Electronic Arts has been in the business for a long, long time. So long that they have as many enemies as they do friends. The partnerships they have made with various movie licenses have been successful.
Why? Perhaps because of the time that was taken to nurture every partnership, perhaps it was because Electronic Arts knew how to push the buttons…or maybe it was because they made an offer that no one could refuse. The Godfather II was that offer, and I gladly accepted it.
The Godfather II is the sequel to the original video game that was developed by Electronic Arts years previous. While the first game cast your character as a soldier for Don Vito Corleone, The Godfather II takes spins around the story in the sequel in an interesting way. It does nothing but confuse me, but that doesn’t mean that it turns the game sour.
Throughout the entire Godfather II story you play as a start-up soldier known simply as Dominic. At the beginning of the game your job is to simply protect Don Corleone through an escape from Cuba, and then as thanks he gives you control of his compound in New York. If you’re familiar with the game, you end up becoming your own “Don” of sorts, complete with soldiers, capo’s, and an Underboss. Throughout the game you play through the stories within the film, only from the side, assisting Michael Corleone in any way you can all the while taking over rackets and businesses in three major locations from the first game. It sounds confusing, almost as if it wouldn’t work. But it does, and it really isn’t anything to worry about. The game does completely avoid the Vito Corleone subplot that appears in the film, but…batta bing, batta boom…what can you do, eh?
Creating your character is as simple as filing through many complex tools. The way Dominic looks is completely up to you. A lot of detail is paid to the face, and your body mass index. You can be a bald slob with a big gun, or a skinny nerd with a big gun, or a handsome devil with big guns and a pistol. It’s all up to you, really. Your imagination is key to allowing this process to work correctly. One of the things that is obviously missing from the character creation is a randomizer, or any pre-made avatars for you.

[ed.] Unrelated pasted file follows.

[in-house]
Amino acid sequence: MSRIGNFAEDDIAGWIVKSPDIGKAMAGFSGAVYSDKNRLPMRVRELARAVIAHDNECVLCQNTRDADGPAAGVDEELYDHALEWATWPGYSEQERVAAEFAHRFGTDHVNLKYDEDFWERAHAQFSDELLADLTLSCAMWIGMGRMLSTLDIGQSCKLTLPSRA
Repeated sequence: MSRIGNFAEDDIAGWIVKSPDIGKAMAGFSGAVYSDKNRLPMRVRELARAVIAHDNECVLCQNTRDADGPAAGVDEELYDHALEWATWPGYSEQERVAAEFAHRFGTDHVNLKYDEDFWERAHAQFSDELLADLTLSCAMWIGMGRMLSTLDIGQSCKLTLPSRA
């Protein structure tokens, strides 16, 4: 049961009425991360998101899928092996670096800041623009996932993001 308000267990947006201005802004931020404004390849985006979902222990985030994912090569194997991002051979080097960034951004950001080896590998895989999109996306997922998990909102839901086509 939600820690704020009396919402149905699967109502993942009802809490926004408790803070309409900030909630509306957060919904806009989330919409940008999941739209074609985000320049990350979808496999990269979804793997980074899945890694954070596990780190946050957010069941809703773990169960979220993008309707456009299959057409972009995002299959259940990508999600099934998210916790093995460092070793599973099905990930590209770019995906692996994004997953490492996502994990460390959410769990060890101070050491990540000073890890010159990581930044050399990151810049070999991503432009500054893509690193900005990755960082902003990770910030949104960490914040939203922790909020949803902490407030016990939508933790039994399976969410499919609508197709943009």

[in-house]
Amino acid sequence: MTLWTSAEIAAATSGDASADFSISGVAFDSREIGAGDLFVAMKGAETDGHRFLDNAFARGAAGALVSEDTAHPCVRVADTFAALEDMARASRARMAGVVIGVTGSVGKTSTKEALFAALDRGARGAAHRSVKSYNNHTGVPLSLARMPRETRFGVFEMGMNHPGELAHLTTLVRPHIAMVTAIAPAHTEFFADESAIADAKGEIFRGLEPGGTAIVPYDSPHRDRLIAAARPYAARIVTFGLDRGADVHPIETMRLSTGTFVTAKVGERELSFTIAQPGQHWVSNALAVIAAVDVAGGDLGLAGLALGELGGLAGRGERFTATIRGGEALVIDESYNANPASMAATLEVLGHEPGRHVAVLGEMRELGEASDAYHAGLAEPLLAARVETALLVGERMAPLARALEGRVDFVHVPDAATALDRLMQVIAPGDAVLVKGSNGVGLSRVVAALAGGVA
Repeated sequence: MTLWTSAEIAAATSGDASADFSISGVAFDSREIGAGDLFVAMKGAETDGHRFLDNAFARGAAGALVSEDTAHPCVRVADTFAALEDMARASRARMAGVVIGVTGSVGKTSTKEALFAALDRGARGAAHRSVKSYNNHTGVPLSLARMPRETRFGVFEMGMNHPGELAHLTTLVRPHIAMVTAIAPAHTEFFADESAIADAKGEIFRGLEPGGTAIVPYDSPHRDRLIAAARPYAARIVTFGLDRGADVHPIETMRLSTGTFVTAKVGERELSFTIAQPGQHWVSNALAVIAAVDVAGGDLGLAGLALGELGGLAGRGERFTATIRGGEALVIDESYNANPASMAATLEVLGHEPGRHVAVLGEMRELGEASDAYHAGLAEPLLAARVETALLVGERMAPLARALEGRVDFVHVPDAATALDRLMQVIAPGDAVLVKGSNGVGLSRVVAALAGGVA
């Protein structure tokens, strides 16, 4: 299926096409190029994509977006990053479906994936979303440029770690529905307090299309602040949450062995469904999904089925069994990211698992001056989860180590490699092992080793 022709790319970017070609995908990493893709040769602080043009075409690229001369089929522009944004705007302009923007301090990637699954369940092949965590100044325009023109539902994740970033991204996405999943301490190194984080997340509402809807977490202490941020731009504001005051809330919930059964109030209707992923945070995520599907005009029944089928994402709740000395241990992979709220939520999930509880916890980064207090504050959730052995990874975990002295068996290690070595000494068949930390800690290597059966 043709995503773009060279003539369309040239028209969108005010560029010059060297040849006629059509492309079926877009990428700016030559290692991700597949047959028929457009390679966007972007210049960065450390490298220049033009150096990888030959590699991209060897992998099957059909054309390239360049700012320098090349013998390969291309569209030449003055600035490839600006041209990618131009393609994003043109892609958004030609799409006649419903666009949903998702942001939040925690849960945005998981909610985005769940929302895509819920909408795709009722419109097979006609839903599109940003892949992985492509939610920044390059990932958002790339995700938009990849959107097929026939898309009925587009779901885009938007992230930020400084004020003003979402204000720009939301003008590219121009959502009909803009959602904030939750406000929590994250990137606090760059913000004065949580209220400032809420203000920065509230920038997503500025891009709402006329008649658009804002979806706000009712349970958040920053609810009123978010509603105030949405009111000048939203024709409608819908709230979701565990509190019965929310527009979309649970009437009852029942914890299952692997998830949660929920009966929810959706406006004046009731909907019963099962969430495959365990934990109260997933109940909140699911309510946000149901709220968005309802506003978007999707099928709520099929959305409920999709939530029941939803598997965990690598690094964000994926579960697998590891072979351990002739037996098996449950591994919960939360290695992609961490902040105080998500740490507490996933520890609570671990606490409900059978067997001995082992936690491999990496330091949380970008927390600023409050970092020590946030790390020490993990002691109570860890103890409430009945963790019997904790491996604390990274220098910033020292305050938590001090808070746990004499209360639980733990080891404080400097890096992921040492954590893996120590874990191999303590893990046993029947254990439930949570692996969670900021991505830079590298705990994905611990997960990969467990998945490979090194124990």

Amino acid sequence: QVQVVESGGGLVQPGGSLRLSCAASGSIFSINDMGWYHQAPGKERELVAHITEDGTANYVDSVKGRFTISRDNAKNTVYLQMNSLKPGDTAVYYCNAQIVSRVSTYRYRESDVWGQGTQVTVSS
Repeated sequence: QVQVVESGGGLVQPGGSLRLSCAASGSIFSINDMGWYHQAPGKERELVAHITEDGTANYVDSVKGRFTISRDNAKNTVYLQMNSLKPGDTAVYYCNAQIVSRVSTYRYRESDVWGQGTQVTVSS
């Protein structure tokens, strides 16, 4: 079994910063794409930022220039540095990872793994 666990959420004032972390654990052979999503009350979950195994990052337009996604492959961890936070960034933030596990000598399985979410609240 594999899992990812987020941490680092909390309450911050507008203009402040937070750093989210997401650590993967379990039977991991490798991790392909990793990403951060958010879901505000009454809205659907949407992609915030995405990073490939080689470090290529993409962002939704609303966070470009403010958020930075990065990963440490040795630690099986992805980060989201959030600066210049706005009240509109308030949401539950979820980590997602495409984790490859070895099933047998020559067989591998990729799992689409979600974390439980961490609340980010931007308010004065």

When you arrive in New York, many similarities with the original Godfather come to life. You’re tasked with the responsibility to take over businesses and rackets to increase your criminal empire. As you advance through the story you will find that there are several tutorial cut scenes that are quick to the point, and actually interesting to watch. They’ll give you some idea of how to advance through your current objective, and it is over.
The third-person view of the game is spot-on. The Godfather II developers may have taken a cue from Rockstar, and implemented a combat and cover system incredibly similar to what we find in Grand Theft Auto IV. It is simple, and intuitive. That’s really all that matters, right? Your weapons load-out is fairly simple. You have a pistol, magnum, shotgun, machine gun, garotte (choke wire), your hands, and some sort of melee weapon. Throughout the maps and missions you’ll find upgrades for all of the guns, even for dynamite and molotov cocktails.
Rushing into a racket and searching for the owner is exciting. The difficulty behind it is trying to take out the rival family all the while avoiding civilians, police, and the owner of the establishment. Sometimes I would find myself mowing down the wrong people, and I would have to leave and return later. Although you would think it would get old, because the game rewards you for every take over, you end up wanting to get it right every time.